Copyright American Library Association, used with permission.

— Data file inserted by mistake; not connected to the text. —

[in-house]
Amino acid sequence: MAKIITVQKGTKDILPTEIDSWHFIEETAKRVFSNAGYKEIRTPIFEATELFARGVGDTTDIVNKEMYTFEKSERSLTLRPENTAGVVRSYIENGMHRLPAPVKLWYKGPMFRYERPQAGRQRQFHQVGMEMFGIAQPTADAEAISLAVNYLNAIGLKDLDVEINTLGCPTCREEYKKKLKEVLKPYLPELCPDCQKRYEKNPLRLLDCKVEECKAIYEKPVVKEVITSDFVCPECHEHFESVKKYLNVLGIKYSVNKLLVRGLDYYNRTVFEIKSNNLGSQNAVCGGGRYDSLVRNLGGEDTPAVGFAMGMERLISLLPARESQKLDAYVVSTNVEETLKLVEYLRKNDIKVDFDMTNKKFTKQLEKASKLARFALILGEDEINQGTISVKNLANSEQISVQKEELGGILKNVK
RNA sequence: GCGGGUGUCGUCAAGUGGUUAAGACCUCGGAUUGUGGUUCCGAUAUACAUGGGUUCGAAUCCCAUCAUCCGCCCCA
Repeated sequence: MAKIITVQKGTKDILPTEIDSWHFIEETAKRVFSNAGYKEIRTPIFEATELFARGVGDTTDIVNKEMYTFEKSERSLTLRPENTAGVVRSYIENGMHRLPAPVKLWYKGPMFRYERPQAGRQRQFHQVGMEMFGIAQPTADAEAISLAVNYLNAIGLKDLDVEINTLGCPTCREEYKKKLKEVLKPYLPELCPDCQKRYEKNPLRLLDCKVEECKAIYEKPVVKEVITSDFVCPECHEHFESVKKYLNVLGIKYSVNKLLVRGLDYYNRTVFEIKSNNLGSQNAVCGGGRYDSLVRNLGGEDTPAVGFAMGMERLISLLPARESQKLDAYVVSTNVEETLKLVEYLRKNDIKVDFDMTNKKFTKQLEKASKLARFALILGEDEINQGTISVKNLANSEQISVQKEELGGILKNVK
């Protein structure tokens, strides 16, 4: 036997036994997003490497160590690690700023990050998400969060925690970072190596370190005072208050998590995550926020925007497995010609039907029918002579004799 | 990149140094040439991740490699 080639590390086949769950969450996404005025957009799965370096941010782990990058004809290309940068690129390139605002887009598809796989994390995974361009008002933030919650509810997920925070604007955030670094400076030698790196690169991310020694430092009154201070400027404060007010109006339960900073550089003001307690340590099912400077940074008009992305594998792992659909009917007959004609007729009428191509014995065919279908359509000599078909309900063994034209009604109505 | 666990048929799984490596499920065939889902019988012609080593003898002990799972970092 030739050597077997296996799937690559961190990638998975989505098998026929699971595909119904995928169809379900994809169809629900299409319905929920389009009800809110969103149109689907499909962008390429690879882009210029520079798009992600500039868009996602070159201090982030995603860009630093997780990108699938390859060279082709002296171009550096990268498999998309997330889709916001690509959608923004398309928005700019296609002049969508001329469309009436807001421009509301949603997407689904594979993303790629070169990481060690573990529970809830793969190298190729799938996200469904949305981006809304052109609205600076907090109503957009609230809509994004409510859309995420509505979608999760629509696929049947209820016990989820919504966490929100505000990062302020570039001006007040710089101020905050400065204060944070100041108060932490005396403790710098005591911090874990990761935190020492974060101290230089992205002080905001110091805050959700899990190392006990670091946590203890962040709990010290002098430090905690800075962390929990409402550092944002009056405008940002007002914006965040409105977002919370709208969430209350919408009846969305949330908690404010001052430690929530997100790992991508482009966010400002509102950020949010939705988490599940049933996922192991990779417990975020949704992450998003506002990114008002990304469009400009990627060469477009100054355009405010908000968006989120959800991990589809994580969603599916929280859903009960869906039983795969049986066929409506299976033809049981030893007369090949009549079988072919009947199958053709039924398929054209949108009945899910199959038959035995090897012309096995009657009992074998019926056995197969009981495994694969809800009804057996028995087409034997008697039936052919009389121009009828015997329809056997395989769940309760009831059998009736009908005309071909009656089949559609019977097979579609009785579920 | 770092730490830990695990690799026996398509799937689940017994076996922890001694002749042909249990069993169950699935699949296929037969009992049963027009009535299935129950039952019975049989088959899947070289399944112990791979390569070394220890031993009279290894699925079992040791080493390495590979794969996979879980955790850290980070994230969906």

This work succeeds The Art of Mathematics (CH, Dec'92, 30-2125); King (emer., Lehigh) claims his first work revealed the "mathematical bridge" between C. P Snow's "two cultures"; here, he "shows the way across." His audience comprises intellectually curious members of the "N-culture," who either do not understand mathematics or have forgotten what they once knew. As in poetry, the need is to first determine exactly what the mathematics is saying (e.g., definitions/theorems/symbols), and then understand its special "way of saying" (e.g., manipulations/proofs). The thesis is that to journey across the bridge between the two cultures by learning mathematics, one must master some of its fundamental parts, hence the ten lessons. Compressed between bookend chapters on truth, beauty, and aesthetics, the ten lessons start with basic counting and end with calculus, interrupted by a tangential journey into probability. Given this same context, other mathematicians would suggest a different ten lessons, and probably not reach consensus on the "basic mathematical notions." For example, King focuses on number theory at the expense of geometry. As a mathematician, this reviewer cannot determine if the author succeeds in his lofty goal, but must leave that decision to members of the N-culture trying to "cross the bridge." Summing Up: Recommended. All academic, professional, and general readers. J. Johnson Western Washington University